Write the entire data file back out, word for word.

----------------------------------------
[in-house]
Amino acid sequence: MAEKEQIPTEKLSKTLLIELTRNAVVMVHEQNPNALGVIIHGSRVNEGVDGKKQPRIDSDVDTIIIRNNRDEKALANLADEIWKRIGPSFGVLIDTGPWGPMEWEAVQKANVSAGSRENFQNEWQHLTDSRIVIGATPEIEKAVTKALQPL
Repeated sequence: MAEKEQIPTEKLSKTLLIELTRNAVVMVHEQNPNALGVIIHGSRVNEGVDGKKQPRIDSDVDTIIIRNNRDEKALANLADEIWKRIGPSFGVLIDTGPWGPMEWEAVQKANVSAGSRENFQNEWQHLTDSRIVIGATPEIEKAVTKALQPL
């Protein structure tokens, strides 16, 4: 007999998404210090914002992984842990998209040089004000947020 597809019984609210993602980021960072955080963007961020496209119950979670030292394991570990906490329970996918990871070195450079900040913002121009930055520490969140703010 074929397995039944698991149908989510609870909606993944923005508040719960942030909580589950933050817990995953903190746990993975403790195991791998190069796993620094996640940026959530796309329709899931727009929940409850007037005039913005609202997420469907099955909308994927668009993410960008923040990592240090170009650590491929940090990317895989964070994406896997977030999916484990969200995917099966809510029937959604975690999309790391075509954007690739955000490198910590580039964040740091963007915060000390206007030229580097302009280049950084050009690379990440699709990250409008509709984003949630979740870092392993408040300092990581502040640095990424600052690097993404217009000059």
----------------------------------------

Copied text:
[in-house]
Amino acid sequence: MAEKEQIPTEKLSKTLLIELTRNAVVMVHEQNPNALGVIIHGSRVNEGVDGKKQPRIDSDVDTIIIRNNRDEKALANLADEIWKRIGPSFGVLIDTGPWGPMEWEAVQKANVSAGSRENFQNEWQHLTDSRIVIGATPEIEKAVTKALQPL
Repeated sequence: MAEKEQIPTEKLSKTLLIELTRNAVVMVHEQNPNALGVIIHGSRVNEGVDGKKQPRIDSDVDTIIIRNNRDEKALANLADEIWKRIGPSFGVLIDTGPWGPMEWEAVQKANVSAGSRENFQNEWQHLTDSRIVIGATPEIEKAVTKALQPL
């Protein structure tokens, strides 16, 4: 007999998404210090914002992984842990998209040089004000947020 597809019984609210993602980021960072955080963007961020496209119950979670030292394991570990906490329970996918990871070195450079900040913002121009930055520490969140703010 074929397995039944698991149908989510609870909606993944923005508040719960942030909580589950933050817990995953903190746990993975403790195991791998190069796993620094996640940026959530796309329709899931727009929940409850007037005039913005609202997420469907099955909308994927668009993410960008923040990592240090170009650590491929940090990317895989964070994406896997977030999916484990969200995917099966809510029937959604975690999309790391075509954007690739955000490198910590580039964040740091963007915060000390206007030229580097302009280049950084050009690379990440699709990250409008509709984003949630979740870092392993408040300092990581502040640095990424600052690097993404217009000059």